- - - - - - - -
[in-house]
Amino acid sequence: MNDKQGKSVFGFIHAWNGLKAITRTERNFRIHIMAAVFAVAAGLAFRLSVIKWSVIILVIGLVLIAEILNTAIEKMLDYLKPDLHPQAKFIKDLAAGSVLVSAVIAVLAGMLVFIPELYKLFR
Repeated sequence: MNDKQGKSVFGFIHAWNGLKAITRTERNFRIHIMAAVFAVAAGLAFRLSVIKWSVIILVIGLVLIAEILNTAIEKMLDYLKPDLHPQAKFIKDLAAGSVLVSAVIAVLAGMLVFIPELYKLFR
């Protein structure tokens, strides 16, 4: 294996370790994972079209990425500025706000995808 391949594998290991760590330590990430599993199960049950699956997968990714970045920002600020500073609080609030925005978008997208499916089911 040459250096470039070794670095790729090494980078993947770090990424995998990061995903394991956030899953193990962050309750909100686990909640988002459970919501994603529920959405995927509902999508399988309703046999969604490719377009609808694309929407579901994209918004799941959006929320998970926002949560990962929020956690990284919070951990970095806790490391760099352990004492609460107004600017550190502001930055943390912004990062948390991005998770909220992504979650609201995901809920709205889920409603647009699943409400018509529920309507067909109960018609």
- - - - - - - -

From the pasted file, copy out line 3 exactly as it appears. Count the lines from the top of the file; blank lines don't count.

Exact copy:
Repeated sequence: MNDKQGKSVFGFIHAWNGLKAITRTERNFRIHIMAAVFAVAAGLAFRLSVIKWSVIILVIGLVLIAEILNTAIEKMLDYLKPDLHPQAKFIKDLAAGSVLVSAVIAVLAGMLVFIPELYKLFR